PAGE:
Once more with feeling:

Third , a true miracle has a moral dimension. It manifests the moral character of God. There are no evil miracles , because God is good.

This one commits the logical fallacy of begging the question. The 2nd sentence is thus simply a restatement of the conclusion! For example, saying: "Apples are healthy because they're good for you". There is no basis for support because the premise and conclusion loop into each other, ditto with "there're no evil miracles because God is good". It says nothing, tells us nothing. It BEGS the question!

And on we go:

Fourth, a miracle has a teleological dimension. Unlike magic , miracles never entertain ( see Luke 23:8 ). Their overall purpose is to glorify the Creator...GOD!

The problem here is he mixes two teleologies! The meaning of "teleological" is purposive. But "entertainment" is as much a purpose as "glorifying the Creator". (In other words, BOTH are "teleological"!) Here it makes for an even superior purpose, because one can at least SEE the effects of entertainment, say on an audience or witnesses. But saying a purpose is to "glorify the Creator" again commits the fallacy of affirming the consequent- since no "creator" has been shown to exist, yet is invoked as part of an explanation. So how can an event "glorify that which hasn't been shown to exist. I could as well say the miracles "glorify the flying spaghetti monster"!


Fifth , miracles in the Bible , particularly the gifts of miracles , had a doctrinal dimension . They directly or indirectly verified TRUTH claims!

This commits the final tallied logical fallacy: appeal to authority. In this case, some "doctrinal authority" only apparent to the believer. If the believer makes the claim he's appealing to no doctrinal authority (which may also imply a specific doctrine) then he's obliged to show us how a "doctrinal dimension" exists. Merely throwing out the phrase gets us nowhere, just as tossing out the phrase "God exists" gets us nowhere. We need forthright and substantial argumentative ballast and that has to issue from more than biblical authority or citations!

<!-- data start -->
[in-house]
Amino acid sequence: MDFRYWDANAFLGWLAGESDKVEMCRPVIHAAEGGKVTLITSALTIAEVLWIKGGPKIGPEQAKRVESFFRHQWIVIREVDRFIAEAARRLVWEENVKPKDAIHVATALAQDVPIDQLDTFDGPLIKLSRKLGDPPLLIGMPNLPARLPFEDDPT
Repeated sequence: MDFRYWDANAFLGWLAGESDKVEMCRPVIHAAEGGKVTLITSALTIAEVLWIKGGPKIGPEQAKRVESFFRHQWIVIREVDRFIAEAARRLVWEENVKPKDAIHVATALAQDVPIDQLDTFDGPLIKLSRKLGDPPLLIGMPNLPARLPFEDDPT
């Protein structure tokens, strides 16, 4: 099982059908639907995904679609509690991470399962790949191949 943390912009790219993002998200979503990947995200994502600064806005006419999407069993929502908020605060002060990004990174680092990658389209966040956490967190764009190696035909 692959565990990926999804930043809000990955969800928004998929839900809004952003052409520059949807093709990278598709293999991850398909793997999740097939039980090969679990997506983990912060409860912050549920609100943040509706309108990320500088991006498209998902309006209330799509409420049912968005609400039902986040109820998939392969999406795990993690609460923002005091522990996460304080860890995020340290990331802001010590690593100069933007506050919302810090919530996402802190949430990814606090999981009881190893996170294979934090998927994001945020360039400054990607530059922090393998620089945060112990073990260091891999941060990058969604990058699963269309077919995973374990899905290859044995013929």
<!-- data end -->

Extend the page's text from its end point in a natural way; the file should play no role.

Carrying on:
The kind of questions raised here go to the heart of basic theories of knowledge (epistemology). How does one "know" something? And more importantly, how does one know that he knows? Or, in the absence of knowledge, does faith enter as a kind of substitute? In the case of science, it can certainly be argued that a kind of "faith" exists, e.g. in the reliability of the methods common to all scientific disciplines. However, in science there are a variety of "reality checks" in the form of technological manifestations.

For example, there is no disputing the reality of high-speed computers and micro-processors, medical imaging and diagnostic devices, more efficient telecommunications systems -including fiber optics relays, and novel advances in gene mapping and splicing techniques. Collectively, these show two things: 1) that science as a process cannot be "standing still" - since technology advances and technology is the offspring of applied or basic scientific research. And 2): these researches can generate real, physical counterparts in the objective world.

If science were exclusively based on an internal (subjective) faith, there would be no hardware of the type described. Nor would there be advances in the hardware. The reality of the hardware, and its effective practical application, implies that science must be based on something else apart from faith. In essence, there must be a substantial and objective dimension to scientific knowledge, i.e. that exists apart from the scientist's mind and personal beliefs.

Whether the same can be said for God, or religious teachings, is a matter of debate, and often subjective debate at that. At the very least, the implicit subjectivism of religious thought means that no onus can be placed on a non-religious person or unbeliever. This is further reinforced by the second reason - that there exists no unequivocal physical evidence for any divine manifestations on Earth. Including, but not limited to, MIRACLES!

The late Stephen J. Gould often referred to "non-overlapping magisteria" to try and assert religion and science have distinct knowledge domains. This is also what we have vis -a -vis those who only accept reality as defined or allowed in their bibles. The problem is that reality is fundamentally untestable by empirical science. On account of that, "biblical magisteria" must remain only in the brains of the percipients or followers. We can't say it's really "out" in physical reality, or ever was!

So do "miracles" exist apart from miracle reports? Perhaps, but only configured as specific alignments of neural matter or axons, dendrites in believers' brains. Much like the "tooth fairy" exists in many children's brains!